A fundamental part of any dance is musical interpretation, but in leRoc this is often only taught in specialist workshops or advanced classes. In Tango the concept of musicality is built in from the start, and the techniques you learn there can be applied just as easily to LeRoc as they can Tango.

And these are just a few of the ways that LeRoc and Argentine Tango work together and complement each other, so despite our concerns at the start it soon became obvious that LeRoc and Argentine Tango worked together a lot better than we expected. But more than that, we've seen how you love the format of the classes, and that alone would be enough to convince us that we've got it right.

Jivebeat LeRoc and Argentine Tango... an unusual combination that's here to stay.


Posted by: Graham   Permalink: link   Keywords: LeRoc  Tango  

Modern Jive... with Footwork?

09 Nov 2017 - by Graham

Something that I've heard said a lot at our fairs and events this summer is "I can't stand Modern Jive; it's got no footwork. All you do is stay still and wave your arms about." This tends to come from people who dance traditional Jive or Lindy Hop as they like the fast stepping 'bounce' of those dances, but is it really true to say that Modern Jive - LeRoc - has no footwork at all? At Jivebeat, we say "No!"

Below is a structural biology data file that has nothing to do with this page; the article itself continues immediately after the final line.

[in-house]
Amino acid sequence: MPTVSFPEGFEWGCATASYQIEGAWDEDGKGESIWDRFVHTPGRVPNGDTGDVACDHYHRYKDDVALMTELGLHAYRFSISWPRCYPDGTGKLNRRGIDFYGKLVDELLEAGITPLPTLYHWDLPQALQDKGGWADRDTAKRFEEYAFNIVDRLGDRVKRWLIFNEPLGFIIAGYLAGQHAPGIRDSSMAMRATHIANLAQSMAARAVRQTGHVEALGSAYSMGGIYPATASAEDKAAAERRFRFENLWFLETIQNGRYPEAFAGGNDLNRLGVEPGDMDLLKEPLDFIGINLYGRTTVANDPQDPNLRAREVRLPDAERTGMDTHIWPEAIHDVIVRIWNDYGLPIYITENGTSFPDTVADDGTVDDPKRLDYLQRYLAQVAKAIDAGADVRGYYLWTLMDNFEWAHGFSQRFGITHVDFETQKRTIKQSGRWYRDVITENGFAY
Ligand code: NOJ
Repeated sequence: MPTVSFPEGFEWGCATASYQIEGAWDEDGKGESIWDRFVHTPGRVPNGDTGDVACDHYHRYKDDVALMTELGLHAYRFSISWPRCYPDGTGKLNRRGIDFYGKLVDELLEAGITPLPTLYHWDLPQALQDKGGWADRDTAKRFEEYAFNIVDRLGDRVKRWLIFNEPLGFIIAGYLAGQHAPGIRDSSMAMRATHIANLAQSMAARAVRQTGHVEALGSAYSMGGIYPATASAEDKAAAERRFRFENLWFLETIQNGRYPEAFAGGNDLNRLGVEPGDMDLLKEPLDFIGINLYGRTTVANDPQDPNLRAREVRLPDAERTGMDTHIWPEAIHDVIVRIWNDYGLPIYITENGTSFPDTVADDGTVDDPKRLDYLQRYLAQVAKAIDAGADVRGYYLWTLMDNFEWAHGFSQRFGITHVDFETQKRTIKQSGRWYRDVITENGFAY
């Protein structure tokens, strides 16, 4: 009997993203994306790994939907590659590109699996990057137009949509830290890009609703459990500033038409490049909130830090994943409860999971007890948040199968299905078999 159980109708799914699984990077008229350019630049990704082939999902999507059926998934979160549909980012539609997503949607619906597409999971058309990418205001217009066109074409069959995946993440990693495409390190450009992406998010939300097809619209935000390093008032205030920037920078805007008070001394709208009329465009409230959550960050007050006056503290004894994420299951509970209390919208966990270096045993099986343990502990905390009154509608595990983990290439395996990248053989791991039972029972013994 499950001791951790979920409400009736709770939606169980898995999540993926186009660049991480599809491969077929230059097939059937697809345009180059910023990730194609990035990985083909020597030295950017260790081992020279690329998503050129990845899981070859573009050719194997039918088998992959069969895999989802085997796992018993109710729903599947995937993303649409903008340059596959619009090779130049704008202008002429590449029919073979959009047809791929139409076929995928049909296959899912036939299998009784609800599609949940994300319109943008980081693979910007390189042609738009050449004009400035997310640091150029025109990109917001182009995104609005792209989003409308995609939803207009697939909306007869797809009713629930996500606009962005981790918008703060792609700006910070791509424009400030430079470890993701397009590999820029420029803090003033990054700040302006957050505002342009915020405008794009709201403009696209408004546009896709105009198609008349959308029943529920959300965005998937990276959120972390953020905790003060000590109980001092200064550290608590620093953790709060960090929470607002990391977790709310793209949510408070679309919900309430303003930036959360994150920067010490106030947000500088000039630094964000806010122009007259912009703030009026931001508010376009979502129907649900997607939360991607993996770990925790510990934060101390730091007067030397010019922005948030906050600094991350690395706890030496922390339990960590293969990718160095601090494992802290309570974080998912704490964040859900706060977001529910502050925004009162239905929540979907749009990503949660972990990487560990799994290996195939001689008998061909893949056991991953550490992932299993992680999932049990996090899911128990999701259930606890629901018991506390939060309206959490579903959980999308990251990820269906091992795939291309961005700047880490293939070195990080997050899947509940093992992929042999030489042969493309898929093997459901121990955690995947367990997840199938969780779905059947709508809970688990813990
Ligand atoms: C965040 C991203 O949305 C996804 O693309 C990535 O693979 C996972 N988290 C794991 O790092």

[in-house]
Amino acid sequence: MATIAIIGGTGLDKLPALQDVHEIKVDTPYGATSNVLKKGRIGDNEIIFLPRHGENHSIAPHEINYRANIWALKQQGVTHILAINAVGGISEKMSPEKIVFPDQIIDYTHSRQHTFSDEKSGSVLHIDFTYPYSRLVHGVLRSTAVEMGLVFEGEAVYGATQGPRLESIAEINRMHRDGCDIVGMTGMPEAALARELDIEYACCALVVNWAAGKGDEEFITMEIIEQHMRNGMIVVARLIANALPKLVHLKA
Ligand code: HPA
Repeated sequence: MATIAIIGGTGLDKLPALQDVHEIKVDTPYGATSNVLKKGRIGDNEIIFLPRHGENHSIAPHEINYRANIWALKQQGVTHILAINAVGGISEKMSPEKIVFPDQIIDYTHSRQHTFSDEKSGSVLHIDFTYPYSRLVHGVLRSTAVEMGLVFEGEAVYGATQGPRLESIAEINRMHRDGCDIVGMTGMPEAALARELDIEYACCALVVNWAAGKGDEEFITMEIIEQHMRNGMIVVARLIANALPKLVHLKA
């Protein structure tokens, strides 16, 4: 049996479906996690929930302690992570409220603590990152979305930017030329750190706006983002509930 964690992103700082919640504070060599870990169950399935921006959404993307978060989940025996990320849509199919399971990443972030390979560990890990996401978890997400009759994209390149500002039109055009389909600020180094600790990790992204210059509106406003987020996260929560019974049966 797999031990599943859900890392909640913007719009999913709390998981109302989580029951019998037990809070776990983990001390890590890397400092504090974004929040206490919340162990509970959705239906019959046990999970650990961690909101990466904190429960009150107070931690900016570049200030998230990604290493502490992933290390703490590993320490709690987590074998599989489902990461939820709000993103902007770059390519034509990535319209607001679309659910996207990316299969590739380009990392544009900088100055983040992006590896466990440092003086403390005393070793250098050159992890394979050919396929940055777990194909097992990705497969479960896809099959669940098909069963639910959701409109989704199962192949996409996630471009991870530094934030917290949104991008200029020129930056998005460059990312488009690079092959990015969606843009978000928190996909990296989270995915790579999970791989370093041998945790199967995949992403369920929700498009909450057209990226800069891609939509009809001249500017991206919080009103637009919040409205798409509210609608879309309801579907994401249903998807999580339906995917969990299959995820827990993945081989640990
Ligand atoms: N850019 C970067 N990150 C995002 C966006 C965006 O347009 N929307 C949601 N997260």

Since it's evolution from Swing, BeBop, and Jazz Jive in the 1970s, LeRoc has constantly been changing to follow the latest social dance fashions. It began as a bouncy high-energy dance that fitted with the Rock and Roll music of the time, but as popular music began to slow down in tempo over the years, so did LeRoc. The original basic step sequence was simplified from a double step to a single, the hand-hold was smoothed out so dancers no longer bounced their arms to the beat, and everything became a lot slower.

During that evolution it is true to say that some teachers and clubs began to emphasise the 'armography' of the dance over the footwork, leaving out the detail of where and how you step in favour of letting the dancers work it out for themselves. Concepts like body-lead, weight transfer, and even frame were downplayed as routines were taught in terms of 'moves' rather than lead & follow, and in some places LeRoc did indeed begin to look more and more like an upper-body dance with nothing really going on below the waistline. But this was by no means universal, and many teachers continued to emphasise the more traditional form of LeRoc without sacrificing the evolution of the dance to match the newer popular music.